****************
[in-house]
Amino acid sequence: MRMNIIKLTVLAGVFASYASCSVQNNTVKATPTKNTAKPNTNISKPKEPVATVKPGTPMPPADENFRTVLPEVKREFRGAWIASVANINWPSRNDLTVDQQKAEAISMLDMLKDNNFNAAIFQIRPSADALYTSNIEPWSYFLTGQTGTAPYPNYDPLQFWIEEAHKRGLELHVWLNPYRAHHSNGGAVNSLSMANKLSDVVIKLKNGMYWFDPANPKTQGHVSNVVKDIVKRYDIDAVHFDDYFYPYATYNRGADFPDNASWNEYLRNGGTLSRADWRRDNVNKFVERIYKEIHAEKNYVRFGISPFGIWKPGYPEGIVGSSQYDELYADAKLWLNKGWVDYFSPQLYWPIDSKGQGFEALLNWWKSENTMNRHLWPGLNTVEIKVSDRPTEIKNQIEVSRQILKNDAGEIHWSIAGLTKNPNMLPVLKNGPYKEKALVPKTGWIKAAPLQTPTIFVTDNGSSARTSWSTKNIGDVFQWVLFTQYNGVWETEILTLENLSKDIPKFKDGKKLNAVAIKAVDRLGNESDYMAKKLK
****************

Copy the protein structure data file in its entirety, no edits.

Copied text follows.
[in-house]
Amino acid sequence: MRMNIIKLTVLAGVFASYASCSVQNNTVKATPTKNTAKPNTNISKPKEPVATVKPGTPMPPADENFRTVLPEVKREFRGAWIASVANINWPSRNDLTVDQQKAEAISMLDMLKDNNFNAAIFQIRPSADALYTSNIEPWSYFLTGQTGTAPYPNYDPLQFWIEEAHKRGLELHVWLNPYRAHHSNGGAVNSLSMANKLSDVVIKLKNGMYWFDPANPKTQGHVSNVVKDIVKRYDIDAVHFDDYFYPYATYNRGADFPDNASWNEYLRNGGTLSRADWRRDNVNKFVERIYKEIHAEKNYVRFGISPFGIWKPGYPEGIVGSSQYDELYADAKLWLNKGWVDYFSPQLYWPIDSKGQGFEALLNWWKSENTMNRHLWPGLNTVEIKVSDRPTEIKNQIEVSRQILKNDAGEIHWSIAGLTKNPNMLPVLKNGPYKEKALVPKTGWIKAAPLQTPTIFVTDNGSSARTSWSTKNIGDVFQWVLFTQYNGVWETEILTLENLSKDIPKFKDGKKLNAVAIKAVDRLGNESDYMAKKLK